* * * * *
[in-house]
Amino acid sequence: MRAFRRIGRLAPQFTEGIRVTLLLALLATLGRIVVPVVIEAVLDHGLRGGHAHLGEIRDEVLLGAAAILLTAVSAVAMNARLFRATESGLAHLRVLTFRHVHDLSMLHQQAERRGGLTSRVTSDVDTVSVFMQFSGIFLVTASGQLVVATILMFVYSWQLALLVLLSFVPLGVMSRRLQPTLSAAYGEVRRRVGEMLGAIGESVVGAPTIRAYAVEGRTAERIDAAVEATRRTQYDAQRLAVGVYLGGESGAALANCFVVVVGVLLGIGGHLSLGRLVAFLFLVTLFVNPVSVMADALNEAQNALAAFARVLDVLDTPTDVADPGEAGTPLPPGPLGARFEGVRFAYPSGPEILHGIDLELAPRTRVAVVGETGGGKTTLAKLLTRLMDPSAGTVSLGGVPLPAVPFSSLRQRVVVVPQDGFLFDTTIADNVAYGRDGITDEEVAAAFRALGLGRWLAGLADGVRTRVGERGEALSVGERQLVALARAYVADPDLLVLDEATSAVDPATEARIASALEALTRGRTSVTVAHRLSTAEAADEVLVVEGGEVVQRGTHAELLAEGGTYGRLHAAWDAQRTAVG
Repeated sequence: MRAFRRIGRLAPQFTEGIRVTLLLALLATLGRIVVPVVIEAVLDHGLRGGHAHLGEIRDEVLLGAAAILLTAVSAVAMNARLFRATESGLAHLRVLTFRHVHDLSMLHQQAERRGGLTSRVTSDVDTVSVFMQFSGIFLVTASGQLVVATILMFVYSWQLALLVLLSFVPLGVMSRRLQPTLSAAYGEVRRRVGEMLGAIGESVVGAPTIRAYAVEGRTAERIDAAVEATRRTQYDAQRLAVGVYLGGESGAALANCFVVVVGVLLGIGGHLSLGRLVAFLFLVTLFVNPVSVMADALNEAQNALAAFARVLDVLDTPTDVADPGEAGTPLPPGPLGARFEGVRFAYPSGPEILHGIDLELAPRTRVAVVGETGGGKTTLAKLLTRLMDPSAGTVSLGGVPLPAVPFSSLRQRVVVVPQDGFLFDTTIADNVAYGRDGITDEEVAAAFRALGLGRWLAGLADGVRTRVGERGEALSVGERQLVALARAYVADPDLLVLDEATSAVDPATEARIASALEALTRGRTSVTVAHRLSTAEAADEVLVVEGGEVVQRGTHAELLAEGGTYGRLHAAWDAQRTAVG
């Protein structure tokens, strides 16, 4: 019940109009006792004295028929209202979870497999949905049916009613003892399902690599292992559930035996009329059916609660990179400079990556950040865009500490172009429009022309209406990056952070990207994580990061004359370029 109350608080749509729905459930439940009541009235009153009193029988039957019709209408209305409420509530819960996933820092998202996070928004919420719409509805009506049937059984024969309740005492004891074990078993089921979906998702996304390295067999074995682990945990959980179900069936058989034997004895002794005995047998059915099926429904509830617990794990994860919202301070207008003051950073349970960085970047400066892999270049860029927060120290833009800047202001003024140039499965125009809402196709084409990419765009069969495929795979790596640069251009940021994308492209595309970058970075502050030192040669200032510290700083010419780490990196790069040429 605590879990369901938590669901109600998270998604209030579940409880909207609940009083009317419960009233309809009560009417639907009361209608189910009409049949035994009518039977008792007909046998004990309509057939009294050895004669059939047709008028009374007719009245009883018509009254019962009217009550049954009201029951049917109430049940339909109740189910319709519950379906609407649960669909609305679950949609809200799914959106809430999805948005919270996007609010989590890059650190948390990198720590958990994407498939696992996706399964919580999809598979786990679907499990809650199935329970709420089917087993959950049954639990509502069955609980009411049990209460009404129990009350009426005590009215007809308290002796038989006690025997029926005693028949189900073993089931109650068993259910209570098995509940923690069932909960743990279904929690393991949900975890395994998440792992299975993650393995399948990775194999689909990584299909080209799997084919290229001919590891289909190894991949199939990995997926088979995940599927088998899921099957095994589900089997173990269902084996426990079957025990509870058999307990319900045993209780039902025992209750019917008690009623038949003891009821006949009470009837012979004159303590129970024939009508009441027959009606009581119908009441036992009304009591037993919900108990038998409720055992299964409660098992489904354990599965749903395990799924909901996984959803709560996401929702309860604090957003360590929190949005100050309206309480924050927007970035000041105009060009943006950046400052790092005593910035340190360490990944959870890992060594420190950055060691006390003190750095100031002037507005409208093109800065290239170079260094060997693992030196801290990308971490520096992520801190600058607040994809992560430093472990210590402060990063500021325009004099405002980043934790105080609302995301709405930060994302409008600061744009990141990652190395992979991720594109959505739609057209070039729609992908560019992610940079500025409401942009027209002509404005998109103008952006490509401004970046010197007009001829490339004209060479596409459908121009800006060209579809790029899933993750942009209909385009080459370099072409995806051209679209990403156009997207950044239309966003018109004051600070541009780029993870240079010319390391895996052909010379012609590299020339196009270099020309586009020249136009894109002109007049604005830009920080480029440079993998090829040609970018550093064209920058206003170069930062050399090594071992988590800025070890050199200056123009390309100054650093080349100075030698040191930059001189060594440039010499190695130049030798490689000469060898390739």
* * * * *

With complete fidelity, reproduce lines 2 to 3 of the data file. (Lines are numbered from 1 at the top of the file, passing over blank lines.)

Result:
Amino acid sequence: MRAFRRIGRLAPQFTEGIRVTLLLALLATLGRIVVPVVIEAVLDHGLRGGHAHLGEIRDEVLLGAAAILLTAVSAVAMNARLFRATESGLAHLRVLTFRHVHDLSMLHQQAERRGGLTSRVTSDVDTVSVFMQFSGIFLVTASGQLVVATILMFVYSWQLALLVLLSFVPLGVMSRRLQPTLSAAYGEVRRRVGEMLGAIGESVVGAPTIRAYAVEGRTAERIDAAVEATRRTQYDAQRLAVGVYLGGESGAALANCFVVVVGVLLGIGGHLSLGRLVAFLFLVTLFVNPVSVMADALNEAQNALAAFARVLDVLDTPTDVADPGEAGTPLPPGPLGARFEGVRFAYPSGPEILHGIDLELAPRTRVAVVGETGGGKTTLAKLLTRLMDPSAGTVSLGGVPLPAVPFSSLRQRVVVVPQDGFLFDTTIADNVAYGRDGITDEEVAAAFRALGLGRWLAGLADGVRTRVGERGEALSVGERQLVALARAYVADPDLLVLDEATSAVDPATEARIASALEALTRGRTSVTVAHRLSTAEAADEVLVVEGGEVVQRGTHAELLAEGGTYGRLHAAWDAQRTAVG
Repeated sequence: MRAFRRIGRLAPQFTEGIRVTLLLALLATLGRIVVPVVIEAVLDHGLRGGHAHLGEIRDEVLLGAAAILLTAVSAVAMNARLFRATESGLAHLRVLTFRHVHDLSMLHQQAERRGGLTSRVTSDVDTVSVFMQFSGIFLVTASGQLVVATILMFVYSWQLALLVLLSFVPLGVMSRRLQPTLSAAYGEVRRRVGEMLGAIGESVVGAPTIRAYAVEGRTAERIDAAVEATRRTQYDAQRLAVGVYLGGESGAALANCFVVVVGVLLGIGGHLSLGRLVAFLFLVTLFVNPVSVMADALNEAQNALAAFARVLDVLDTPTDVADPGEAGTPLPPGPLGARFEGVRFAYPSGPEILHGIDLELAPRTRVAVVGETGGGKTTLAKLLTRLMDPSAGTVSLGGVPLPAVPFSSLRQRVVVVPQDGFLFDTTIADNVAYGRDGITDEEVAAAFRALGLGRWLAGLADGVRTRVGERGEALSVGERQLVALARAYVADPDLLVLDEATSAVDPATEARIASALEALTRGRTSVTVAHRLSTAEAADEVLVVEGGEVVQRGTHAELLAEGGTYGRLHAAWDAQRTAVG